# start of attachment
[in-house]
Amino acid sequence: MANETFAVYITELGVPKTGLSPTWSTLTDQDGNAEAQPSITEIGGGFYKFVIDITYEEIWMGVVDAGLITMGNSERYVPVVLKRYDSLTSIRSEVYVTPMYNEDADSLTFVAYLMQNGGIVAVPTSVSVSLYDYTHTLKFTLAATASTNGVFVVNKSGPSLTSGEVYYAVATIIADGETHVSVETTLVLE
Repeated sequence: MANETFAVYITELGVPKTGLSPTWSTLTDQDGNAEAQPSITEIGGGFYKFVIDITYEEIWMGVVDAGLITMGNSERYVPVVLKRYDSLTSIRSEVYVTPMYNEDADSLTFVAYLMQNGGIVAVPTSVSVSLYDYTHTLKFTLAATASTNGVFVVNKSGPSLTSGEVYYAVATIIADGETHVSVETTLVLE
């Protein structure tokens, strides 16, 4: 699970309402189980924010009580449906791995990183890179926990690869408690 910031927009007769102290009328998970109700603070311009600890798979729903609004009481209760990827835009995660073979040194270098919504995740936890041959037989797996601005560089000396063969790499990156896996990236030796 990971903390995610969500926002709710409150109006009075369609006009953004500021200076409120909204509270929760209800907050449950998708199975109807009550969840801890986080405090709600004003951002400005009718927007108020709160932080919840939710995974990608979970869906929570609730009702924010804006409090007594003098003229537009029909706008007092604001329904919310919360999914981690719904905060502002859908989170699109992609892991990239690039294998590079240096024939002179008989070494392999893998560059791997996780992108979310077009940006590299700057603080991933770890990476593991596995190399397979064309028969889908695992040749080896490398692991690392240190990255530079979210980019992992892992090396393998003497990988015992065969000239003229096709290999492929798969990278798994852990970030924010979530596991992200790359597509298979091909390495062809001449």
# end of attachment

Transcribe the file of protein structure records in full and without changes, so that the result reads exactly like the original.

[in-house]
Amino acid sequence: MANETFAVYITELGVPKTGLSPTWSTLTDQDGNAEAQPSITEIGGGFYKFVIDITYEEIWMGVVDAGLITMGNSERYVPVVLKRYDSLTSIRSEVYVTPMYNEDADSLTFVAYLMQNGGIVAVPTSVSVSLYDYTHTLKFTLAATASTNGVFVVNKSGPSLTSGEVYYAVATIIADGETHVSVETTLVLE
Repeated sequence: MANETFAVYITELGVPKTGLSPTWSTLTDQDGNAEAQPSITEIGGGFYKFVIDITYEEIWMGVVDAGLITMGNSERYVPVVLKRYDSLTSIRSEVYVTPMYNEDADSLTFVAYLMQNGGIVAVPTSVSVSLYDYTHTLKFTLAATASTNGVFVVNKSGPSLTSGEVYYAVATIIADGETHVSVETTLVLE
């Protein structure tokens, strides 16, 4: 699970309402189980924010009580449906791995990183890179926990690869408690 910031927009007769102290009328998970109700603070311009600890798979729903609004009481209760990827835009995660073979040194270098919504995740936890041959037989797996601005560089000396063969790499990156896996990236030796 990971903390995610969500926002709710409150109006009075369609006009953004500021200076409120909204509270929760209800907050449950998708199975109807009550969840801890986080405090709600004003951002400005009718927007108020709160932080919840939710995974990608979970869906929570609730009702924010804006409090007594003098003229537009029909706008007092604001329904919310919360999914981690719904905060502002859908989170699109992609892991990239690039294998590079240096024939002179008989070494392999893998560059791997996780992108979310077009940006590299700057603080991933770890990476593991596995190399397979064309028969889908695992040749080896490398692991690392240190990255530079979210980019992992892992090396393998003497990988015992065969000239003229096709290999492929798969990278798994852990970030924010979530596991992200790359597509298979091909390495062809001449």